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Serial Killer "Arsenic Annie"
On December 7, 1938, Anna Marie Hahn became the first woman to be executed by electrocution in the United States. Anna’s crime was murdering a number of elderly people with arsenic and other poisons. Her atrocious and heartless acts earned her the name of “Arsenic Annie.” Up until the end the 32 year old from Germany never believed she would be electrocuted being a woman. She was wrong.
Anna Marie was born on July 7th, 1906 in Bavaria. Her past history is a little sketchy since she frequently lied about early events in her life. The youngest of 12 children, she claimed to have become involved with a Viennese physician as a teenager and had a son they named Oscar. Some accounts report there was no Viennese physician ever found by the name she gave. Others say the family immigrated together, but the doctor died shortly after their arrival in the states.
In either case, while staying in Cincinnati she became romantically involved with another German immigrant, Philip Hahn who worked as a telegraph operator. They married in 1930.
Philip wasn’t satisfied with his job, so after saving their money they opened two delicatessens. But the marriage was about to dissolve. It may have taken a while but Philip found out he had married a gold digger with an insatiable desire for money. She tired quickly of her work at their business and focused mainly on get rich schemes and gambling.
Anna discovered she could make money easier by arson. She set two fires at their home and one at their business. She collected a little over $2000 for her efforts. But, apparently arson was too much like work also. However, she liked working the insurance angle.
Twice, Anna tried to buy a $25,000 life insurance policy on Philip, but he was dead set against the idea. Perhaps he feared Anna would try to collect before he died a natural death. Whatever the reason, Philip became seriously sick and although Anna protested his mother took him to the hospital. Although Philip survived, he suspected his wife had tried to poison him and shortly afterwards separated from her.
To support herself Anna began working as a visiting nurse for elderly patients. To her, it seemed the perfect setup. She would dote upon aging and sickly individuals hoping to be mentioned in their wills at which time she would hasten their departure into the next world. Ernst Kohler, who died May 6th 1933, was believed to be her first victim. He left her a house in his will.
Seventy-two year old Albert Parker died soon after she began caring for him. She had borrowed $2,000 shortly before he died and had signed a promissory note for the amount. It was never found. She got another $15,000 when George Gsellman, 67, died.
On June 1, 1937, 68-year-old Jacob Wagner became Hahn's patient. He died on June 2nd, 1937 leaving her $17,000. She had come to Wagoner claiming to be a long lost niece and wangled her way into caring for him. Days later, 70-year-old George Opendorfer, died under Hahn's care. The fact both died under Anna’s care with the same symptoms of acute stomach pains and vomiting was brought to the attention of Cincinnati Police Chief, Patrick Hayes.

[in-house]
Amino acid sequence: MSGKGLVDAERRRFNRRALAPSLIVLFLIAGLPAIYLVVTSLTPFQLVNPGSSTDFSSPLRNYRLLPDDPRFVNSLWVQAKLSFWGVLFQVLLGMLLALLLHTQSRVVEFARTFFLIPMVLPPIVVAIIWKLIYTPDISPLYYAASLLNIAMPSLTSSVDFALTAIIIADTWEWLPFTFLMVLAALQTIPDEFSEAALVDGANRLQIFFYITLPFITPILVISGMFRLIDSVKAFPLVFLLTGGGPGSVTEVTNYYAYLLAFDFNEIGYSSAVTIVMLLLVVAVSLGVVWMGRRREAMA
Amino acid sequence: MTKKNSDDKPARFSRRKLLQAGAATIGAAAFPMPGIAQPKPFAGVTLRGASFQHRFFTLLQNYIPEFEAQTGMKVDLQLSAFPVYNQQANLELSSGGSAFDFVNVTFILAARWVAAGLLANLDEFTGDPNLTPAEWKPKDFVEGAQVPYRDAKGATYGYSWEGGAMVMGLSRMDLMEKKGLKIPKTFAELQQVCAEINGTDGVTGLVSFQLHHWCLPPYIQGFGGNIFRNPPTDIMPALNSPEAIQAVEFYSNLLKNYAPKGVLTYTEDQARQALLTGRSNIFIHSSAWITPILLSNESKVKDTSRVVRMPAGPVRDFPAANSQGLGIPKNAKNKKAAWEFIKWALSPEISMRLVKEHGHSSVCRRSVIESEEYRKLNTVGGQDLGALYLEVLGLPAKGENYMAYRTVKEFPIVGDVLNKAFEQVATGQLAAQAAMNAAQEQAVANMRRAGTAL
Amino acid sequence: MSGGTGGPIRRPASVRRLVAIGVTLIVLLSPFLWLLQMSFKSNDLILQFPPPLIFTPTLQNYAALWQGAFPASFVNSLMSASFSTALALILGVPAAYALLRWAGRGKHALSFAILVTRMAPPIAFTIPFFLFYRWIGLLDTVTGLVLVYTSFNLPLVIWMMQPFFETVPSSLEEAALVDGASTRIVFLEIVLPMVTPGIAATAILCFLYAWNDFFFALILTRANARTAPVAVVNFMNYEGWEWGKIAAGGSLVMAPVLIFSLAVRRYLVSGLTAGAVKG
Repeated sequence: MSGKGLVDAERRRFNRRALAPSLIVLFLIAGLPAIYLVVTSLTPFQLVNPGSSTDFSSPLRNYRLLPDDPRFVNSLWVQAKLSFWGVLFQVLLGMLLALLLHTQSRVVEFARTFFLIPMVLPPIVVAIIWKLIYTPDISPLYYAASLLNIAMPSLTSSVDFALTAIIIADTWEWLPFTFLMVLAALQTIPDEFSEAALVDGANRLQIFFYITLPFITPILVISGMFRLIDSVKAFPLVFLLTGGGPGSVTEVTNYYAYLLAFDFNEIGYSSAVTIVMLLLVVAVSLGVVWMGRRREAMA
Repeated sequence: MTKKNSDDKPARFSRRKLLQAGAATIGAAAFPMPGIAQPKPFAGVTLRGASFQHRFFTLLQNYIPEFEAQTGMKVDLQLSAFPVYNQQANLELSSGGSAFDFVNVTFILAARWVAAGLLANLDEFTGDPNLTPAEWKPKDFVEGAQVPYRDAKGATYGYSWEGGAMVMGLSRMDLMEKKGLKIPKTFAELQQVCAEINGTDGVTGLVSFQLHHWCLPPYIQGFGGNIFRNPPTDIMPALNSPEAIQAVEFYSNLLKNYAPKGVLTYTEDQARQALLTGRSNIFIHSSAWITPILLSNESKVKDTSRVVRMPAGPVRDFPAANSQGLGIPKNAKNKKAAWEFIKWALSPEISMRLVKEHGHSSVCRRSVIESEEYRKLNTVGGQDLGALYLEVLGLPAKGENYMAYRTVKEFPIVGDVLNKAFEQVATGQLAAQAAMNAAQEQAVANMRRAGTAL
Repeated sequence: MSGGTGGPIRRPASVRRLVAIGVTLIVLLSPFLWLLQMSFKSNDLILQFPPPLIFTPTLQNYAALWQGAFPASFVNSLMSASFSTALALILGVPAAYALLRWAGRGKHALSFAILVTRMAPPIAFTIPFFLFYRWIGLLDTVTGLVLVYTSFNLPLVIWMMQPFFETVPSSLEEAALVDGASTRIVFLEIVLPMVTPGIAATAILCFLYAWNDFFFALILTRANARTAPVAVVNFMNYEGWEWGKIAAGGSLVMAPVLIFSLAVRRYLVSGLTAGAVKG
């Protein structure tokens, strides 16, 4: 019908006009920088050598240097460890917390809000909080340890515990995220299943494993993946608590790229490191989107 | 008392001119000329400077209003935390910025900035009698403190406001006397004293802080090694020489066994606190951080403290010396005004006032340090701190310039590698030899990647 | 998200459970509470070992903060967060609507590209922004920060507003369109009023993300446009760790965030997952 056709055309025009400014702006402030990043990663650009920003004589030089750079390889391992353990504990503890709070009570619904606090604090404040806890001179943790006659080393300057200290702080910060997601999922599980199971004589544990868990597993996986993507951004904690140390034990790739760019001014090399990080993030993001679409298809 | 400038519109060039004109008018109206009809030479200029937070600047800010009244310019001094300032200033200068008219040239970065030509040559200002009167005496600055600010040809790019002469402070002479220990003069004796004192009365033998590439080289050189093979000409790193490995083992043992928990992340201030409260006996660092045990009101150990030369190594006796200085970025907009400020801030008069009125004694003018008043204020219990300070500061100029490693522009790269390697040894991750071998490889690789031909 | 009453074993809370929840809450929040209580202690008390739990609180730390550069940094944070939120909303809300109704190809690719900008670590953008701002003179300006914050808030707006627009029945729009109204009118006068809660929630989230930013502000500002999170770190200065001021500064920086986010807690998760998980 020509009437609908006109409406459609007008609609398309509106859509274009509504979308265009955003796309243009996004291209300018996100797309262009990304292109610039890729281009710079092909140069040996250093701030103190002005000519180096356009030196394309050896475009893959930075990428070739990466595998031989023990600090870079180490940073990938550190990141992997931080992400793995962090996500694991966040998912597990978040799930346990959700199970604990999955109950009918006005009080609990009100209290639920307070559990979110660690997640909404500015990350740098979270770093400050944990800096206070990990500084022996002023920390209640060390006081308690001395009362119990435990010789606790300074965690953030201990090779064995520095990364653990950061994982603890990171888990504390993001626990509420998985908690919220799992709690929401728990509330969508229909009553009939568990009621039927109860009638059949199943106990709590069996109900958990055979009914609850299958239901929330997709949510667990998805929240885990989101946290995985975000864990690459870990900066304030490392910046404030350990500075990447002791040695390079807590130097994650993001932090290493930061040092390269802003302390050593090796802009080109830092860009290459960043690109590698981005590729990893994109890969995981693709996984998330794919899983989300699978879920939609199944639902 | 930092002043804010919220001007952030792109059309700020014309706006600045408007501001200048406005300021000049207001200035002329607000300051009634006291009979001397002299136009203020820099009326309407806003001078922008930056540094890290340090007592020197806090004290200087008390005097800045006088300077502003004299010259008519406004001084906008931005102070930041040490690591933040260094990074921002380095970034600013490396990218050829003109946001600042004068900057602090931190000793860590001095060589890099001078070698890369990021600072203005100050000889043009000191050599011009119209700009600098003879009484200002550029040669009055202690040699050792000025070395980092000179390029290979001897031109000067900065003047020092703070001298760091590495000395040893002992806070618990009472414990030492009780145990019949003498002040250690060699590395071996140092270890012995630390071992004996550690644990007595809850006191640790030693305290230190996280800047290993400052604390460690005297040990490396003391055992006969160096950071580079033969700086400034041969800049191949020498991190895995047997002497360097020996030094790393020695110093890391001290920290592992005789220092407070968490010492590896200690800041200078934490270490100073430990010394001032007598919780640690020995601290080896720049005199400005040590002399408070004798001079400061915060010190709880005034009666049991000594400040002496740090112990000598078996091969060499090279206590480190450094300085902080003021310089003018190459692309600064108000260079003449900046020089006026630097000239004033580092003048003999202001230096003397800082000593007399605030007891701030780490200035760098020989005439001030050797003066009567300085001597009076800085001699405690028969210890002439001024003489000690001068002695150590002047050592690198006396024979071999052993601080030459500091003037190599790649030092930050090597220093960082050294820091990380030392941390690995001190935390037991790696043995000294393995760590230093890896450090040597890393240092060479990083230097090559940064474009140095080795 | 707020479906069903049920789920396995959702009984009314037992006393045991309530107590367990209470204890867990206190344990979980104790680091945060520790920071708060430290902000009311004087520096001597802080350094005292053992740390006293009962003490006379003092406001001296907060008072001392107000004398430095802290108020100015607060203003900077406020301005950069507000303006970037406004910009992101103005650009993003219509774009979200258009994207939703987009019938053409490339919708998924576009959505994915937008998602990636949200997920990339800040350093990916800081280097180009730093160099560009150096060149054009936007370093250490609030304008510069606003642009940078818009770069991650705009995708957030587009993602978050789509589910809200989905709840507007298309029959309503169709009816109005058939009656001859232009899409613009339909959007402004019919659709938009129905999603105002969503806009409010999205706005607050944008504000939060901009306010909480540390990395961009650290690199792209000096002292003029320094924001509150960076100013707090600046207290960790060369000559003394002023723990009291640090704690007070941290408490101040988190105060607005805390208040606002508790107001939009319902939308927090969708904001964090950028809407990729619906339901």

Hayes ordered an autopsy of Wagner's body, and poison was found. Several others of Anna’s patients were exhumed and four types of poison were found. Other autopsies were ordered with the same results.
Hayes, brought Anna in for questioning, who appeared indignant at the suggestion she had anything to do with the deaths of these elderly gentlemen. "We searched your place, Mrs. Hahn and we found enough poison to kill half of Cincinnati,” Hayes said.
During her trial, in Columbus, Ohio, a handwriting expert was engaged and Wagner’s will was determined to be a forgery. The handwriting was identical to Anna’s. She also claimed she had never met Obendoerfer. Her son testified he, his mother and Obendoerfer had traveled to Colorado by train from Cincinnati and Obendoerfer became ill en route.
Anna continued to maintain her innocence. Then Philip Hahn took the stand and gave his story. After a four-week trial, which was more like a media circus, Anna Marie confessed to four murders. But some believe "the beautiful blonde killer," which the press had described her, may have killed as many as fifteen.
On the way to her execution Anna collapsed and had to be carried the rest of the way and placed in the electric chair. She begged for her life as she was being strapped in. "Don't do this to me."Think of my boy. Can't you think of my baby? Is nobody going to help me?" No one in the chamber responded to her pleas. As a black mask was put over her face she began reciting the Lord’s Prayer. She never completed it.
Anna Marie Hahn was buried in Mount Calvary Cemetery in Columbus.